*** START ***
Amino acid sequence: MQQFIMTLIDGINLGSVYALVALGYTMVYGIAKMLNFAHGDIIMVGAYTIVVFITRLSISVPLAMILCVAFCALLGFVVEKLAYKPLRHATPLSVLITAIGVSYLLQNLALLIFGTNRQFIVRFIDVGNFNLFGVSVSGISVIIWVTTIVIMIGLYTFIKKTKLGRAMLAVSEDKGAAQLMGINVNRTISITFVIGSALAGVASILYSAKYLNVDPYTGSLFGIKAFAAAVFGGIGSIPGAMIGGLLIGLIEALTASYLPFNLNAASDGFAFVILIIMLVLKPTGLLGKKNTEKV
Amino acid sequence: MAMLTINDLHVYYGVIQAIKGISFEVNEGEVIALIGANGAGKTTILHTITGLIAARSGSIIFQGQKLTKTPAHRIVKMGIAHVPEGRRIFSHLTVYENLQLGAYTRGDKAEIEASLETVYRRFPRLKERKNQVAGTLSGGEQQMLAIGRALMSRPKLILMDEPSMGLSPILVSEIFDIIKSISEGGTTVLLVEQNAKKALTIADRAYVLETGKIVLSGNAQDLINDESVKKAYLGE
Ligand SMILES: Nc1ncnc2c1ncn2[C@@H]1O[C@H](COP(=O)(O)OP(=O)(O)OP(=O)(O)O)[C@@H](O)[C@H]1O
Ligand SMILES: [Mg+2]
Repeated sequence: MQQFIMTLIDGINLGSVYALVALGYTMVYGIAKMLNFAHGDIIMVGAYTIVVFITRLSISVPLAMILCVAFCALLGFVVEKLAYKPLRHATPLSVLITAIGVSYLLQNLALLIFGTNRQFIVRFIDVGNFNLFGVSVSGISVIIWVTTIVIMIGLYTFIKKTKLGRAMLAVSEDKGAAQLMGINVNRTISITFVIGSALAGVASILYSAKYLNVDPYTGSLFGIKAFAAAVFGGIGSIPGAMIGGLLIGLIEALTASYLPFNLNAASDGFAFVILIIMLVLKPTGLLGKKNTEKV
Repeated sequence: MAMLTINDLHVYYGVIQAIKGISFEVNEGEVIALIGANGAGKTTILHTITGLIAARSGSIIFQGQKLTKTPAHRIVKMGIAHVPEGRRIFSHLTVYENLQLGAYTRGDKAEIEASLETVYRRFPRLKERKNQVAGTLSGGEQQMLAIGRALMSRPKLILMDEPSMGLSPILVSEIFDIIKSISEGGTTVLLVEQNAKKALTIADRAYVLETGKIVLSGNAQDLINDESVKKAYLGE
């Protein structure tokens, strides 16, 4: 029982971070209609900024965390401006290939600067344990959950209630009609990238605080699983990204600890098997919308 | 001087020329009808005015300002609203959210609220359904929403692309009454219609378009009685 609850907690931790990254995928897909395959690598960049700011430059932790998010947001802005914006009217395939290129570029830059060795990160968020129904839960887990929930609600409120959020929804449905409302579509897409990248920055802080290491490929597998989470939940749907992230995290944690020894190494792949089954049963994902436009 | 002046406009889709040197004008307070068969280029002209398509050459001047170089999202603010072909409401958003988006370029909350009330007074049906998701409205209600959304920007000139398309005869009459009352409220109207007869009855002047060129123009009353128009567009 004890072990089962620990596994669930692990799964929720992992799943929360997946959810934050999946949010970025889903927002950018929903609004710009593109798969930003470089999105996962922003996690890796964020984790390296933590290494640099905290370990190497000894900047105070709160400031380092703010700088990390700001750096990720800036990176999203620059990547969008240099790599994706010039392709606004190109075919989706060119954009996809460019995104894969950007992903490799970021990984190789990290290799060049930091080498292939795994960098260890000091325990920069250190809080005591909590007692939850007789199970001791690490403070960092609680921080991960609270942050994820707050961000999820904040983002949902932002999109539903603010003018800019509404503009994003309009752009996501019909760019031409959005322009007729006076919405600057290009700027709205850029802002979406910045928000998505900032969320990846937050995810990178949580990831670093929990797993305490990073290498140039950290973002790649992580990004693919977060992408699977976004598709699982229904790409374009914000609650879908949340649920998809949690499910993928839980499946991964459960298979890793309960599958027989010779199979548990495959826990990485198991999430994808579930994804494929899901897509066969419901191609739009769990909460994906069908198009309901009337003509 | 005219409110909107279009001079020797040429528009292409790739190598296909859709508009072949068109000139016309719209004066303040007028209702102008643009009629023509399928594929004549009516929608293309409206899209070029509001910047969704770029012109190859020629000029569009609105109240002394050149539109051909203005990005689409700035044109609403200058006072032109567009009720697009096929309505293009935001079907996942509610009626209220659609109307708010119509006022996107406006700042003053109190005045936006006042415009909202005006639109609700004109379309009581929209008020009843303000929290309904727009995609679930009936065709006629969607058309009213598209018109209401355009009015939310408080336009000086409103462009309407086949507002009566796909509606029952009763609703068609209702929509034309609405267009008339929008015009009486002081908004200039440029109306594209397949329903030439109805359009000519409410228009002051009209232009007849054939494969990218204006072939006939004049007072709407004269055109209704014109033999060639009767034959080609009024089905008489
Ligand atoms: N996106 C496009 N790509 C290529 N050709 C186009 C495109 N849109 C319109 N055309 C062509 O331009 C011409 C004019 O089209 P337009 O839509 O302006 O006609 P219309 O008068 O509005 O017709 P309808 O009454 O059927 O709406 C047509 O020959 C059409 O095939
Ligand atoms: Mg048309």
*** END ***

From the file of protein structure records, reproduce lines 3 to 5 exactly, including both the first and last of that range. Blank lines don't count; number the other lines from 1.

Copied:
Ligand SMILES: Nc1ncnc2c1ncn2[C@@H]1O[C@H](COP(=O)(O)OP(=O)(O)OP(=O)(O)O)[C@@H](O)[C@H]1O
Ligand SMILES: [Mg+2]
Repeated sequence: MQQFIMTLIDGINLGSVYALVALGYTMVYGIAKMLNFAHGDIIMVGAYTIVVFITRLSISVPLAMILCVAFCALLGFVVEKLAYKPLRHATPLSVLITAIGVSYLLQNLALLIFGTNRQFIVRFIDVGNFNLFGVSVSGISVIIWVTTIVIMIGLYTFIKKTKLGRAMLAVSEDKGAAQLMGINVNRTISITFVIGSALAGVASILYSAKYLNVDPYTGSLFGIKAFAAAVFGGIGSIPGAMIGGLLIGLIEALTASYLPFNLNAASDGFAFVILIIMLVLKPTGLLGKKNTEKV